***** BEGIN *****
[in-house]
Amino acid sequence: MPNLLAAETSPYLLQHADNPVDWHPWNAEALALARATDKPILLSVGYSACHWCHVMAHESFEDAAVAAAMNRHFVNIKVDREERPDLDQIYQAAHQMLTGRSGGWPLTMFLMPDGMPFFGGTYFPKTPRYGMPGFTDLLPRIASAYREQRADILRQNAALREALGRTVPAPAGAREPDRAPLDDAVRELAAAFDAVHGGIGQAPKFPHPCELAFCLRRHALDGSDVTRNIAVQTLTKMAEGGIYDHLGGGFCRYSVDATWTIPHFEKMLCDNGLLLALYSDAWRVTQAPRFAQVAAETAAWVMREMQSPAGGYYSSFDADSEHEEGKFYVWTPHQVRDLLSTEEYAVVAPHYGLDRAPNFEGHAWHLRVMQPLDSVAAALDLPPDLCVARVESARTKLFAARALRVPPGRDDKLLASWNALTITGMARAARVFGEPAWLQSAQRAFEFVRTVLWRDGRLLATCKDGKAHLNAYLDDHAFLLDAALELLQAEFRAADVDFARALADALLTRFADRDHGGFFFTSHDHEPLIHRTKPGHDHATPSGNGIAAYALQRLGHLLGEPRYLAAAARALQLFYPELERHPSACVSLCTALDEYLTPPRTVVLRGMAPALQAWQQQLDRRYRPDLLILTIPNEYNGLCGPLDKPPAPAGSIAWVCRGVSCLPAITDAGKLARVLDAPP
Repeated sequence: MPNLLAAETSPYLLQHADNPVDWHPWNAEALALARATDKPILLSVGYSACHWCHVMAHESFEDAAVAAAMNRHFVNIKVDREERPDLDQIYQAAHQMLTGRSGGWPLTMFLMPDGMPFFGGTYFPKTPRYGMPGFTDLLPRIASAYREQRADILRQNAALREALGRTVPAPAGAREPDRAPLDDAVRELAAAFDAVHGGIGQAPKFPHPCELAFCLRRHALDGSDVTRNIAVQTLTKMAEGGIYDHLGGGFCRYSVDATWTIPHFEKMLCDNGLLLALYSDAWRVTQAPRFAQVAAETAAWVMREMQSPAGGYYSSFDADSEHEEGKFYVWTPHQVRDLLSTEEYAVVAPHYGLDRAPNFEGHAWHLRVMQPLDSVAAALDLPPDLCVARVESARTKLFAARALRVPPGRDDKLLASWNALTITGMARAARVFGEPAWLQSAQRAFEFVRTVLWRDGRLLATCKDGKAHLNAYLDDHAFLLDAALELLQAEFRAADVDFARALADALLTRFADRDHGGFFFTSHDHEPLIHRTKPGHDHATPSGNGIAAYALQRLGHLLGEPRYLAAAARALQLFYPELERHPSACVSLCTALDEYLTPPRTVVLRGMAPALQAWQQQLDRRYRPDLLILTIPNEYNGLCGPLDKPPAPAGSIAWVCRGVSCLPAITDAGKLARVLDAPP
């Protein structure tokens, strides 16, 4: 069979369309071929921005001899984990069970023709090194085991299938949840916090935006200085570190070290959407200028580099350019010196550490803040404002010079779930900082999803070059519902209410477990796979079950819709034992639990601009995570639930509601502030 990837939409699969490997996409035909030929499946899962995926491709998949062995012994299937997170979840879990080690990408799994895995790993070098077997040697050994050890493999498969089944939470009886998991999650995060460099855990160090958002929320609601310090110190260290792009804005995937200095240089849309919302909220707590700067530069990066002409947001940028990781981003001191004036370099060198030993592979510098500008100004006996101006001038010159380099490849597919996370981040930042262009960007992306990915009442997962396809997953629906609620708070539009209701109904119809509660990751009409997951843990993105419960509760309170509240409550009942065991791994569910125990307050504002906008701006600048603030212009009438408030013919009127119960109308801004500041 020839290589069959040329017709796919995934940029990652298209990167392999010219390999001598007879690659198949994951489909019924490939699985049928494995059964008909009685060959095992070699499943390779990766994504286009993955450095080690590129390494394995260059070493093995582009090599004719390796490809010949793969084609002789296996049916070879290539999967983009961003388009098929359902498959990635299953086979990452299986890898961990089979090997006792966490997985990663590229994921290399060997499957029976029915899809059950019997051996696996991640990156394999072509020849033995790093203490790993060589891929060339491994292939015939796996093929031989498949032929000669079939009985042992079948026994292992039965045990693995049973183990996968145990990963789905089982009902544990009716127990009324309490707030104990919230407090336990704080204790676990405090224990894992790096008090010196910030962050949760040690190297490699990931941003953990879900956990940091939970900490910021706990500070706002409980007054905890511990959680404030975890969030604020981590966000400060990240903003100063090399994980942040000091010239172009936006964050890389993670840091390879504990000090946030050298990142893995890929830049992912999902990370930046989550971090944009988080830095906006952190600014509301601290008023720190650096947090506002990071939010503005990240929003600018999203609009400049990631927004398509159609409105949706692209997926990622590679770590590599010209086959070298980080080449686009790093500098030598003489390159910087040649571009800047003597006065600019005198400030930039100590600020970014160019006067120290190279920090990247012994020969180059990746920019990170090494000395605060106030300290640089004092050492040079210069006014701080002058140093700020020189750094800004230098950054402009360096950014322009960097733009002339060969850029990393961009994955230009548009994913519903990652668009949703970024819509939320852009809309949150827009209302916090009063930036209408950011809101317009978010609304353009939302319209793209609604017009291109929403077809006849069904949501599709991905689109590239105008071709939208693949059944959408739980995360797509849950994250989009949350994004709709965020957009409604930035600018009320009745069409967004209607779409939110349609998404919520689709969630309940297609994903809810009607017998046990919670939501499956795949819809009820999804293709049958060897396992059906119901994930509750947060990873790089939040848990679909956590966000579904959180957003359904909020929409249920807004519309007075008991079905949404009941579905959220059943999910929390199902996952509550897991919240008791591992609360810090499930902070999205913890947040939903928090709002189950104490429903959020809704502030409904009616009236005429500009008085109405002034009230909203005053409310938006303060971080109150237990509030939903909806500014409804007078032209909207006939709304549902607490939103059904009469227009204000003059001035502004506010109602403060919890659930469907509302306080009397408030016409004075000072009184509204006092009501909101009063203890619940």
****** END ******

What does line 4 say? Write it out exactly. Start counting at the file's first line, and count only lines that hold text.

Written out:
């Protein structure tokens, strides 16, 4: 069979369309071929921005001899984990069970023709090194085991299938949840916090935006200085570190070290959407200028580099350019010196550490803040404002010079779930900082999803070059519902209410477990796979079950819709034992639990601009995570639930509601502030 990837939409699969490997996409035909030929499946899962995926491709998949062995012994299937997170979840879990080690990408799994895995790993070098077997040697050994050890493999498969089944939470009886998991999650995060460099855990160090958002929320609601310090110190260290792009804005995937200095240089849309919302909220707590700067530069990066002409947001940028990781981003001191004036370099060198030993592979510098500008100004006996101006001038010159380099490849597919996370981040930042262009960007992306990915009442997962396809997953629906609620708070539009209701109904119809509660990751009409997951843990993105419960509760309170509240409550009942065991791994569910125990307050504002906008701006600048603030212009009438408030013919009127119960109308801004500041 020839290589069959040329017709796919995934940029990652298209990167392999010219390999001598007879690659198949994951489909019924490939699985049928494995059964008909009685060959095992070699499943390779990766994504286009993955450095080690590129390494394995260059070493093995582009090599004719390796490809010949793969084609002789296996049916070879290539999967983009961003388009098929359902498959990635299953086979990452299986890898961990089979090997006792966490997985990663590229994921290399060997499957029976029915899809059950019997051996696996991640990156394999072509020849033995790093203490790993060589891929060339491994292939015939796996093929031989498949032929000669079939009985042992079948026994292992039965045990693995049973183990996968145990990963789905089982009902544990009716127990009324309490707030104990919230407090336990704080204790676990405090224990894992790096008090010196910030962050949760040690190297490699990931941003953990879900956990940091939970900490910021706990500070706002409980007054905890511990959680404030975890969030604020981590966000400060990240903003100063090399994980942040000091010239172009936006964050890389993670840091390879504990000090946030050298990142893995890929830049992912999902990370930046989550971090944009988080830095906006952190600014509301601290008023720190650096947090506002990071939010503005990240929003600018999203609009400049990631927004398509159609409105949706692209997926990622590679770590590599010209086959070298980080080449686009790093500098030598003489390159910087040649571009800047003597006065600019005198400030930039100590600020970014160019006067120290190279920090990247012994020969180059990746920019990170090494000395605060106030300290640089004092050492040079210069006014701080002058140093700020020189750094800004230098950054402009360096950014322009960097733009002339060969850029990393961009994955230009548009994913519903990652668009949703970024819509939320852009809309949150827009209302916090009063930036209408950011809101317009978010609304353009939302319209793209609604017009291109929403077809006849069904949501599709991905689109590239105008071709939208693949059944959408739980995360797509849950994250989009949350994004709709965020957009409604930035600018009320009745069409967004209607779409939110349609998404919520689709969630309940297609994903809810009607017998046990919670939501499956795949819809009820999804293709049958060897396992059906119901994930509750947060990873790089939040848990679909956590966000579904959180957003359904909020929409249920807004519309007075008991079905949404009941579905959220059943999910929390199902996952509550897991919240008791591992609360810090499930902070999205913890947040939903928090709002189950104490429903959020809704502030409904009616009236005429500009008085109405002034009230909203005053409310938006303060971080109150237990509030939903909806500014409804007078032209909207006939709304549902607490939103059904009469227009204000003059001035502004506010109602403060919890659930469907509302306080009397408030016409004075000072009184509204006092009501909101009063203890619940």